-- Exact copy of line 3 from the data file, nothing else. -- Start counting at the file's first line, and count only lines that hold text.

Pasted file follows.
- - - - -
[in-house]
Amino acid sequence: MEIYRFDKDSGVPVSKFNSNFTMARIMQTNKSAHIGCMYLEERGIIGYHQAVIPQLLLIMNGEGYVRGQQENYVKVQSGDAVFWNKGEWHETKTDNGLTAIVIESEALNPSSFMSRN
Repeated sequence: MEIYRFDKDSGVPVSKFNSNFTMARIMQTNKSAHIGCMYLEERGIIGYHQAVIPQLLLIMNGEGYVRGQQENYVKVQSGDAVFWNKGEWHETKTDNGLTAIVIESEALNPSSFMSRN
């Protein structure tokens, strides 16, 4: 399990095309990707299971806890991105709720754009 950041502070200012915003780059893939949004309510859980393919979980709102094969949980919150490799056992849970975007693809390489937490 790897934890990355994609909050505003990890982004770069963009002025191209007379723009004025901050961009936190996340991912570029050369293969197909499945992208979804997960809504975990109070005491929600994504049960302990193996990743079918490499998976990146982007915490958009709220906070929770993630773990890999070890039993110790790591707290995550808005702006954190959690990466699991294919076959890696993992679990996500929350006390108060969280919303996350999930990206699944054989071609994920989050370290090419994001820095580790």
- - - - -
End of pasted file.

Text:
Repeated sequence: MEIYRFDKDSGVPVSKFNSNFTMARIMQTNKSAHIGCMYLEERGIIGYHQAVIPQLLLIMNGEGYVRGQQENYVKVQSGDAVFWNKGEWHETKTDNGLTAIVIESEALNPSSFMSRN